Solanum giganteum is a somewhat unconventional choice – but not for birds!
Do not confuse it with the invasive alien Solanum mauritianum; although it is of the same family, it belongs here and is of great value to wildlife. Somewhat tatty and spiny, the perfect place for this shrub is at the back of a bed where it can best show off its luminous red fruits.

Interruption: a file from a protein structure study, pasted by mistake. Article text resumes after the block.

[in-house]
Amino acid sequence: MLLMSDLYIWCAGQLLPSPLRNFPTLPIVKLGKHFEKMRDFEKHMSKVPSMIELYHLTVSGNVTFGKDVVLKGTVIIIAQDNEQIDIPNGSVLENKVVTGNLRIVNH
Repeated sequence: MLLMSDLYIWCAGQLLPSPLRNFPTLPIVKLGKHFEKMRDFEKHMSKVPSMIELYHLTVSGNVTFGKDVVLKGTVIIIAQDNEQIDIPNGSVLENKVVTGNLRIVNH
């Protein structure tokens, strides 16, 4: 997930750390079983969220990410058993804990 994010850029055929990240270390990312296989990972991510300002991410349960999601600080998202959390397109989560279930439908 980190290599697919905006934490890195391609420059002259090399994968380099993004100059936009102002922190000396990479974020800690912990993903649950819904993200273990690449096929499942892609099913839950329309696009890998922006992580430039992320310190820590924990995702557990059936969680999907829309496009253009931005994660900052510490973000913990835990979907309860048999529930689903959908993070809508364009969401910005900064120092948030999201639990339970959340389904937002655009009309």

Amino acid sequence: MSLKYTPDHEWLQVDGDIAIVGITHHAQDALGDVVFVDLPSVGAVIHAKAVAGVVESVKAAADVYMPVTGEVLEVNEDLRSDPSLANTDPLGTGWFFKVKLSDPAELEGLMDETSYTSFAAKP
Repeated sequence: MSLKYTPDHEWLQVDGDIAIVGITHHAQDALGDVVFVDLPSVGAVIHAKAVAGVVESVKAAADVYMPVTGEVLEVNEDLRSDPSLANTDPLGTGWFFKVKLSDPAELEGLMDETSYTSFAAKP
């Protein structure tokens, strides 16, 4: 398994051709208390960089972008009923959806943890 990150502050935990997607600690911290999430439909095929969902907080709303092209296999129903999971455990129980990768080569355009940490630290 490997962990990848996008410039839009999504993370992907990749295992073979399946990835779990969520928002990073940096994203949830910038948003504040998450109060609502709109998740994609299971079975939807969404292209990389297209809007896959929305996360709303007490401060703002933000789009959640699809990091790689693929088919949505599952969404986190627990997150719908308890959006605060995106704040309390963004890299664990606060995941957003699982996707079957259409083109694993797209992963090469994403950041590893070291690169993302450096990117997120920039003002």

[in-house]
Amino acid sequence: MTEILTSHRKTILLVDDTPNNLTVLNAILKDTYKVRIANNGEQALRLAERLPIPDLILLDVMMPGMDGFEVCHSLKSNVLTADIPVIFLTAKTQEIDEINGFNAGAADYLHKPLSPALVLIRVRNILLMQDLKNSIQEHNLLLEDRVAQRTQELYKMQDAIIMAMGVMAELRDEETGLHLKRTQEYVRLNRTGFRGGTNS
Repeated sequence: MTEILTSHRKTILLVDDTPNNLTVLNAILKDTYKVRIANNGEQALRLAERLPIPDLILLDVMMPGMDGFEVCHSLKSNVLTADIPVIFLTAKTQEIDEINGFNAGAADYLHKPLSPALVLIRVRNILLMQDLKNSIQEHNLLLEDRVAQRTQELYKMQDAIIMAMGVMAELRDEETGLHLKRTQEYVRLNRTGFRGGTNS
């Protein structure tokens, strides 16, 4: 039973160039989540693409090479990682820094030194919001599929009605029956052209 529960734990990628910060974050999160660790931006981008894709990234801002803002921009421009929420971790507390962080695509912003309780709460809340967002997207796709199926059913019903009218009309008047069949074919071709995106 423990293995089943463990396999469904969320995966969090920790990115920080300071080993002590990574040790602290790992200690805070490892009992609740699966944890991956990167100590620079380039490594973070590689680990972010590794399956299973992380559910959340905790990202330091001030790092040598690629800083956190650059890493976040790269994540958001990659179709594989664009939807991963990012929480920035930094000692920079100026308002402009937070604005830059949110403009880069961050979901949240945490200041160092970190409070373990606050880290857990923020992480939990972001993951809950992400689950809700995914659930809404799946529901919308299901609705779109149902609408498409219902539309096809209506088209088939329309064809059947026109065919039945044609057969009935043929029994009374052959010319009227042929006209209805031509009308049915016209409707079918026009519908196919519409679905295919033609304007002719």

Solanum is so useful because it bears its fruit in huge upright bunches which ripen in succession over many months – a smorgasbord indeed! In my garden it took some time before the word (chirp?) got out that the fruits were tasty and now there is a constant procession and fluttering around the plants. They are not long lived, only a few years, but they will self seed over the garden. They rarely grow bigger than 3 m and do best on the sunny edges of tree clumps. They occur over much of the country on forest edges and clearings. Unlike its weedy cousin, bugweed, no part of this plant is poisonous, in fact it’s quite the opposite as its leaves and fruits are used for a healing ointment. Other common names are Healing-leaf tree or Red Bitter-apple.